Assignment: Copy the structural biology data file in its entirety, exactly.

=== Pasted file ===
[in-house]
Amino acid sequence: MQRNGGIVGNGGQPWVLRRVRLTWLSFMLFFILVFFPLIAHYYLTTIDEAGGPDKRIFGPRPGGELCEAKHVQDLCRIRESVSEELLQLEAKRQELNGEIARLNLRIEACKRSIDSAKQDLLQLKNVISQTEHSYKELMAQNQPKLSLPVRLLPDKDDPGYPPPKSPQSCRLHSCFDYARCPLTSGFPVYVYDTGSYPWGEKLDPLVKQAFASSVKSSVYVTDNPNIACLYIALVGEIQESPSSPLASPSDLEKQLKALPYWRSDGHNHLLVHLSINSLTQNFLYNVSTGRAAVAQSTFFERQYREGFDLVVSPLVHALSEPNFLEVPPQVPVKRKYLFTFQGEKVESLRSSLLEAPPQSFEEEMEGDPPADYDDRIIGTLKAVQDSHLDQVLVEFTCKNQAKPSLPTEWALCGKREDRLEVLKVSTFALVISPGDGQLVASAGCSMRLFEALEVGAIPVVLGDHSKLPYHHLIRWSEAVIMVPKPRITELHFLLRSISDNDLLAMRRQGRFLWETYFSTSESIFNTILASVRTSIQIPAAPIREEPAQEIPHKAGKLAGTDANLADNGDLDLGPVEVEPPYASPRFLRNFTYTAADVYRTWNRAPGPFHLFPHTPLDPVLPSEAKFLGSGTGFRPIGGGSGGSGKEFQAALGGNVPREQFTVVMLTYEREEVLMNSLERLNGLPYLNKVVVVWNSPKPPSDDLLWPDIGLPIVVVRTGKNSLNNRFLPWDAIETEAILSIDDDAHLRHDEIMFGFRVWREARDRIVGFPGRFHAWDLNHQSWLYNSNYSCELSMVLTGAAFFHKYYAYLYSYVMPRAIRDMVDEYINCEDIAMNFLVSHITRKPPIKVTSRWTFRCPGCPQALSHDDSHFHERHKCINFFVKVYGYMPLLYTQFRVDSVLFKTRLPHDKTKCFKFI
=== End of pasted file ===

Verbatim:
[in-house]
Amino acid sequence: MQRNGGIVGNGGQPWVLRRVRLTWLSFMLFFILVFFPLIAHYYLTTIDEAGGPDKRIFGPRPGGELCEAKHVQDLCRIRESVSEELLQLEAKRQELNGEIARLNLRIEACKRSIDSAKQDLLQLKNVISQTEHSYKELMAQNQPKLSLPVRLLPDKDDPGYPPPKSPQSCRLHSCFDYARCPLTSGFPVYVYDTGSYPWGEKLDPLVKQAFASSVKSSVYVTDNPNIACLYIALVGEIQESPSSPLASPSDLEKQLKALPYWRSDGHNHLLVHLSINSLTQNFLYNVSTGRAAVAQSTFFERQYREGFDLVVSPLVHALSEPNFLEVPPQVPVKRKYLFTFQGEKVESLRSSLLEAPPQSFEEEMEGDPPADYDDRIIGTLKAVQDSHLDQVLVEFTCKNQAKPSLPTEWALCGKREDRLEVLKVSTFALVISPGDGQLVASAGCSMRLFEALEVGAIPVVLGDHSKLPYHHLIRWSEAVIMVPKPRITELHFLLRSISDNDLLAMRRQGRFLWETYFSTSESIFNTILASVRTSIQIPAAPIREEPAQEIPHKAGKLAGTDANLADNGDLDLGPVEVEPPYASPRFLRNFTYTAADVYRTWNRAPGPFHLFPHTPLDPVLPSEAKFLGSGTGFRPIGGGSGGSGKEFQAALGGNVPREQFTVVMLTYEREEVLMNSLERLNGLPYLNKVVVVWNSPKPPSDDLLWPDIGLPIVVVRTGKNSLNNRFLPWDAIETEAILSIDDDAHLRHDEIMFGFRVWREARDRIVGFPGRFHAWDLNHQSWLYNSNYSCELSMVLTGAAFFHKYYAYLYSYVMPRAIRDMVDEYINCEDIAMNFLVSHITRKPPIKVTSRWTFRCPGCPQALSHDDSHFHERHKCINFFVKVYGYMPLLYTQFRVDSVLFKTRLPHDKTKCFKFI